Unemployment among the young (25 or less) remains stubbornly high. Not all regions are doing well even if some areas which have suffered economically for decades are beginning to recover.

As a senior minister ruefully admitted last week, the jobs bonanza is mostly concentrated in the thriving metropolitan areas. It has not yet reached the peripheral, small town or hard-scrabble, outer-suburban France where the original Gilet Jaune rebellion began in October-November last year.

There are, however, exceptions to this exception. The north of France - the long-depressed, ex-mining and industrial area around Lille and Calais - is creating jobs more rapidly than the country as a whole. Unemployment in the Nord and Pas de Calais départements has fallen by over 5 percent in a year - more than double the rate nationwide. It still remains miserably high, at over 10 percent.

Interestingly, many of the new jobs in the north - in services, transport and construction - are going to people in their 50s  who have been unemployed for many years.

Several factors explain the relative health of the French economy as a whole. France is strong in financial and other services which have been less affected by the global trade recession than physical goods (which accounts for Germany’s troubles).

The French official statistics office INSEE links the better than expected performance in the third quarter (July-September) to a 0.3 per cent jump in household spending. This in turn, says INSEE, is explained by the extra purchasing power generated by Macron’s concessions to the Gilets Jaunes, including tax cuts for the lower paid and a state-subsidised bonus for many people on the SMIC (minimum wage).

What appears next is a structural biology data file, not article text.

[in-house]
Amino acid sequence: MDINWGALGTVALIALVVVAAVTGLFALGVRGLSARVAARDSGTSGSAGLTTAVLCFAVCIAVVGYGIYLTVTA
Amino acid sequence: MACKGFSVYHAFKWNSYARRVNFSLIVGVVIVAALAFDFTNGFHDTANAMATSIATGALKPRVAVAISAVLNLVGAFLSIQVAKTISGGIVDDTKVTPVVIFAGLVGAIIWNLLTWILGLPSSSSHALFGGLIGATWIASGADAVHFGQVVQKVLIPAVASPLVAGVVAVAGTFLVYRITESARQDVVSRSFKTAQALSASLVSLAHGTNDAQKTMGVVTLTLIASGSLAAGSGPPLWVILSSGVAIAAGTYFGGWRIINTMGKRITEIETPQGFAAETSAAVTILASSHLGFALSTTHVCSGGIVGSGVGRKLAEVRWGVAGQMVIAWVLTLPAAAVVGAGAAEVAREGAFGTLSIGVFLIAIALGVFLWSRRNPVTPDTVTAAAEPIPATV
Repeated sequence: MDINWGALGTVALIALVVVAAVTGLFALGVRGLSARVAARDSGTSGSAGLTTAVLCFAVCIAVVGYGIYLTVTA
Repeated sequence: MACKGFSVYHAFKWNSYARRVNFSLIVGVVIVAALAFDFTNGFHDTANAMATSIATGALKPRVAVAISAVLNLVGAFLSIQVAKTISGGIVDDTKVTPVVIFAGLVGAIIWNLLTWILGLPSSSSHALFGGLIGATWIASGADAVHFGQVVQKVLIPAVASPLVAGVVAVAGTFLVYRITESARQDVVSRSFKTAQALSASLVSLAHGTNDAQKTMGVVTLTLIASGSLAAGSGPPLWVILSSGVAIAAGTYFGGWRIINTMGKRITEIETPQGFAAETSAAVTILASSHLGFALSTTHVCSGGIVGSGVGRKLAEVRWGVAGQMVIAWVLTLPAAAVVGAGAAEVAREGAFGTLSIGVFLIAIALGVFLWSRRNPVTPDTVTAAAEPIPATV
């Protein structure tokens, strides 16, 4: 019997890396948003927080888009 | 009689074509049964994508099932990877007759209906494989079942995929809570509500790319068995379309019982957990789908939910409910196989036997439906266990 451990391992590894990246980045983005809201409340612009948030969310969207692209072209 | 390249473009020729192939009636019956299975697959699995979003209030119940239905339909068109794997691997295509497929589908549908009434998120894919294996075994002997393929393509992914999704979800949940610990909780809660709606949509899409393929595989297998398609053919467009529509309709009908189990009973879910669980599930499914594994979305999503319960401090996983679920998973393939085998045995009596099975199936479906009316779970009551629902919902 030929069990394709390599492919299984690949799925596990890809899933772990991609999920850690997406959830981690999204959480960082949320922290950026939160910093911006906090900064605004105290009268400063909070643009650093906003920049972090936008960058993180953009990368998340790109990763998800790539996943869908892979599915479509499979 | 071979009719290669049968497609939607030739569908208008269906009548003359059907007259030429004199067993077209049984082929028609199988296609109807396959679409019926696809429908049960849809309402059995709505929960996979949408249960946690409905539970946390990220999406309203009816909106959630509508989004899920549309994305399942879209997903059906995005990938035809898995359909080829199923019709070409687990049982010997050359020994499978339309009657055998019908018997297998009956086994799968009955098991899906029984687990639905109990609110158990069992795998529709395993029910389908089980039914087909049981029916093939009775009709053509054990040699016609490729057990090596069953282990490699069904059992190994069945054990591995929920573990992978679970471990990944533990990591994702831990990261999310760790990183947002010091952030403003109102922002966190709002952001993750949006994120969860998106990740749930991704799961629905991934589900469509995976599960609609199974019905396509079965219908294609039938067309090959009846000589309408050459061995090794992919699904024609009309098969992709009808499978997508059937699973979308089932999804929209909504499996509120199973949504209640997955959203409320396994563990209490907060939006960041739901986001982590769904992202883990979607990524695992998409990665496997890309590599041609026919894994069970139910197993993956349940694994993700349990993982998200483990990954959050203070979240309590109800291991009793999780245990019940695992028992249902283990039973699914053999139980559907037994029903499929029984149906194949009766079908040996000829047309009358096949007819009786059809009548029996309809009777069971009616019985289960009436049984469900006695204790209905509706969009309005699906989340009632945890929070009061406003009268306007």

French employment minister Muriel Pénicaud. Photo: AFP

This may be a temporary boost. The effects of Macron’s changes in French labour law and other reforms should be  permanent. The OECD now says that Macron’s target of 7 per cent unemployment by the end of his mandate in 2022 is “not impossible”.

Macron reforms have made long-term contracts more attractive to employers by, inter alia, limiting the cost of early or unfair dismissal. They also made short-term contracts more costly to bosses and changed tax and benefit rules to make low-paid work more attractive than welfare.

France, according to the OECD, now has less rigid labour laws than Germany. The employment minister, Muriel Pénicaud told the Financial Times this week: “Many jobs, particularly permanent ones, have been created because companies, especially small ones, are no longer afraid to hire”.

Several problems remain. Over 2,400,000 people are still out of work. There are 400,000 vacant jobs because unemployed people do not always have the right skills or because benefits can still be more attractive.

The North apart, most new jobs are being created in the booming Metropolitan areas such as of Paris, Toulouse, Grenoble, Bordeaux and Montpellier.  Well-paid jobs remain scarce in the hundreds of declining rural towns where the Gilets Jaunes revolt began. That is a problem which needs to be addressed, urgently.

All the same, this week’s figures provide a welcome antidote to nonsense about a “suffering” France beset by weekly riots which is still systematically spread online.